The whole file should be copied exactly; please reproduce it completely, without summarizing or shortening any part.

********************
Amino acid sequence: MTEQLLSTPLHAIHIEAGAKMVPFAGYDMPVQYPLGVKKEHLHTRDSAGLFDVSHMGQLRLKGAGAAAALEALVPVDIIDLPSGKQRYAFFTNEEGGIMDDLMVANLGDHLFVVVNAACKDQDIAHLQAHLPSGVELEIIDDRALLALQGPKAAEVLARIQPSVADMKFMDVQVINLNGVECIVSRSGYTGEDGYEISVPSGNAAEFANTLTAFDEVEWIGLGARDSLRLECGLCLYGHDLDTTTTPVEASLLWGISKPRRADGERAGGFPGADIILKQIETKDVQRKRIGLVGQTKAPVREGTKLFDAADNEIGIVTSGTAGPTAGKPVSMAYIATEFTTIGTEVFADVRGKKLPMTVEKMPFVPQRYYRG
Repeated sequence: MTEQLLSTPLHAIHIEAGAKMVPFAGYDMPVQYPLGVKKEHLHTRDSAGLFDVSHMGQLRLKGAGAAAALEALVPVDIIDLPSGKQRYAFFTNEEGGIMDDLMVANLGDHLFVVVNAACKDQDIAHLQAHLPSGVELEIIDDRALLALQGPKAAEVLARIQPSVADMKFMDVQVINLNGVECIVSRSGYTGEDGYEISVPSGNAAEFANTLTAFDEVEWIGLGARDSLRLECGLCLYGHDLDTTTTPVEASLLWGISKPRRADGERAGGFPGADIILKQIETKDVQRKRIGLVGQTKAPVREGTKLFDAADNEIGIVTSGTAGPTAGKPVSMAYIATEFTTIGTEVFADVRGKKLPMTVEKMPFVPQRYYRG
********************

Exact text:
Amino acid sequence: MTEQLLSTPLHAIHIEAGAKMVPFAGYDMPVQYPLGVKKEHLHTRDSAGLFDVSHMGQLRLKGAGAAAALEALVPVDIIDLPSGKQRYAFFTNEEGGIMDDLMVANLGDHLFVVVNAACKDQDIAHLQAHLPSGVELEIIDDRALLALQGPKAAEVLARIQPSVADMKFMDVQVINLNGVECIVSRSGYTGEDGYEISVPSGNAAEFANTLTAFDEVEWIGLGARDSLRLECGLCLYGHDLDTTTTPVEASLLWGISKPRRADGERAGGFPGADIILKQIETKDVQRKRIGLVGQTKAPVREGTKLFDAADNEIGIVTSGTAGPTAGKPVSMAYIATEFTTIGTEVFADVRGKKLPMTVEKMPFVPQRYYRG
Repeated sequence: MTEQLLSTPLHAIHIEAGAKMVPFAGYDMPVQYPLGVKKEHLHTRDSAGLFDVSHMGQLRLKGAGAAAALEALVPVDIIDLPSGKQRYAFFTNEEGGIMDDLMVANLGDHLFVVVNAACKDQDIAHLQAHLPSGVELEIIDDRALLALQGPKAAEVLARIQPSVADMKFMDVQVINLNGVECIVSRSGYTGEDGYEISVPSGNAAEFANTLTAFDEVEWIGLGARDSLRLECGLCLYGHDLDTTTTPVEASLLWGISKPRRADGERAGGFPGADIILKQIETKDVQRKRIGLVGQTKAPVREGTKLFDAADNEIGIVTSGTAGPTAGKPVSMAYIATEFTTIGTEVFADVRGKKLPMTVEKMPFVPQRYYRG